Sokon Matsumura was a renowned warrior of his time; he has been called the "Miyamoto Musashi" of Okinawa. However, while he is often referred to as the "founder" of Shorin-ryu, he did not invent all the components the style, and perhaps didn't refer to it as "Shorin-ryu" himself. It is quite possible that he synthesized his knowledge of Okinawan arts with Chinese fighting styles that he learned on his travels and taught it as a coherent system to some eager students, who subsequently refined it, labelled it, and passed it on. (Highlighting Shorin-Ryu's Chinese heritage is the fact that "Shorin" is the Japanese pronunciation of the Chinese 少林, "Shaolin"; "ryu" means "school", or "style" or "stream".)
Along with being a style on its own, Shorin-ryu is also perhaps the most influential single ancestor of modern Japanese karate. One of Matsumura's best-known students, Anko Itosu became a great practitioner and teacher of Okinawan karate and developed the five Pinan kata, which are now taught not only in Shorin-ryu, but also in a wide variety of Okinawan, Japanese and derived martial arts.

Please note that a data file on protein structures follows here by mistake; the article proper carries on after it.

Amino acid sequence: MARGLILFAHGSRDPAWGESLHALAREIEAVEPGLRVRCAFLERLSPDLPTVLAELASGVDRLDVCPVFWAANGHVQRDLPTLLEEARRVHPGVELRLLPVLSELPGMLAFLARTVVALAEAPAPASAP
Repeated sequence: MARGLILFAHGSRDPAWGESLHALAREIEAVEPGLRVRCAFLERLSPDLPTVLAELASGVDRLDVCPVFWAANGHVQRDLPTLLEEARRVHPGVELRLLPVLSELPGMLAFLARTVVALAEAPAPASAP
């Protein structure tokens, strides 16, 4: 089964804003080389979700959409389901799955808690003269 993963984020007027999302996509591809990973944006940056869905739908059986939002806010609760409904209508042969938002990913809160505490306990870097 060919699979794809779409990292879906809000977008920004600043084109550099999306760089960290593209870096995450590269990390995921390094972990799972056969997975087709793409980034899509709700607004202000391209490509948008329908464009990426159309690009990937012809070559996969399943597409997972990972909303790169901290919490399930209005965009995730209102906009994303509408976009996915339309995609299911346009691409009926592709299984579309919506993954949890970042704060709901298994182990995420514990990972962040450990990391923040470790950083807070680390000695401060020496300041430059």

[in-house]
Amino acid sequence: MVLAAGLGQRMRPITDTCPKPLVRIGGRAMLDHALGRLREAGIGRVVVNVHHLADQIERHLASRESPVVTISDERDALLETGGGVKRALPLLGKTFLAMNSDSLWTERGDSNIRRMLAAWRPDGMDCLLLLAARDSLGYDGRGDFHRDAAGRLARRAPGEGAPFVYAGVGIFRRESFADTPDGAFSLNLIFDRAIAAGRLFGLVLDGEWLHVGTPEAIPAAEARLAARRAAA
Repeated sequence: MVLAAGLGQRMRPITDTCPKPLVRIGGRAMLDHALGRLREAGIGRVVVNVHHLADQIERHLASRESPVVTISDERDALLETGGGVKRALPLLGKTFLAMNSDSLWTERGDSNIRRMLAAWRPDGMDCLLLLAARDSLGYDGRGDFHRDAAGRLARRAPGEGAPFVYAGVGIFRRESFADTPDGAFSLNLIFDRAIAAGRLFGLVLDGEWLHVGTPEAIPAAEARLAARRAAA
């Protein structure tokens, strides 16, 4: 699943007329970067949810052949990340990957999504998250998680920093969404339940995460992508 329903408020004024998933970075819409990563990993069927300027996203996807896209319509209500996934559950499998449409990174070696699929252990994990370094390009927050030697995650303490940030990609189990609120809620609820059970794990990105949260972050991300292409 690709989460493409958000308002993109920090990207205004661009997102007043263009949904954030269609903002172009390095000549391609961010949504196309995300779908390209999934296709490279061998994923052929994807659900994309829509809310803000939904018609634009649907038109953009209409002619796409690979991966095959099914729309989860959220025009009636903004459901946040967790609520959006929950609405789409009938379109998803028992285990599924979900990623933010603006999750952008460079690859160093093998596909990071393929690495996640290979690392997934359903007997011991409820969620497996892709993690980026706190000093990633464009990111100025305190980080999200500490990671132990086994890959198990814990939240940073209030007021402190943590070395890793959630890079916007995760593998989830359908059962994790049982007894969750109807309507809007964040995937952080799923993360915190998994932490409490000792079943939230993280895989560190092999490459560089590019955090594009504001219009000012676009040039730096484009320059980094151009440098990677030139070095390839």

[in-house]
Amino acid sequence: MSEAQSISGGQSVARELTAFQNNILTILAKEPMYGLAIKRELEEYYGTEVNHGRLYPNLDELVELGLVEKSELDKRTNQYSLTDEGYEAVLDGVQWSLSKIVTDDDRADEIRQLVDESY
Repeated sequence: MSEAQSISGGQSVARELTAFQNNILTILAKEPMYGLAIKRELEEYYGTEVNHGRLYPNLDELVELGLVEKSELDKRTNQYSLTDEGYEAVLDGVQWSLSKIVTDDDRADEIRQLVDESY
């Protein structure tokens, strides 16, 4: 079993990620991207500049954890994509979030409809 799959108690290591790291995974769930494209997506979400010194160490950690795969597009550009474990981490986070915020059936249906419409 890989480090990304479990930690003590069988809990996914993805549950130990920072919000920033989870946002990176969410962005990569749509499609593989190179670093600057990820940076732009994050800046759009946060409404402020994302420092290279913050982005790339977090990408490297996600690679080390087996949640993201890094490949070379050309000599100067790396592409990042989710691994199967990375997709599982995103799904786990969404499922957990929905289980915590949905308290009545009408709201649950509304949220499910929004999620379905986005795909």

It is also believed by some that the first two Pinan kata's were actually developed by Matsumura and the last three by Itosu. In addition, Itosu and another student of Matsumura's named Anko Azato were among the primary influences on a fellow Okinawan named Gichin Funakoshi.
Funakoshi introduced his Okinawan martial arts to mainland Japan in 1922, and in subsequent decades was instrumental in developing what he termed simply "karate" or "karate-do" as a popular Japanese sport and art. (The style Funakoshi taught on mainland Japan is now called Shotokan karate.)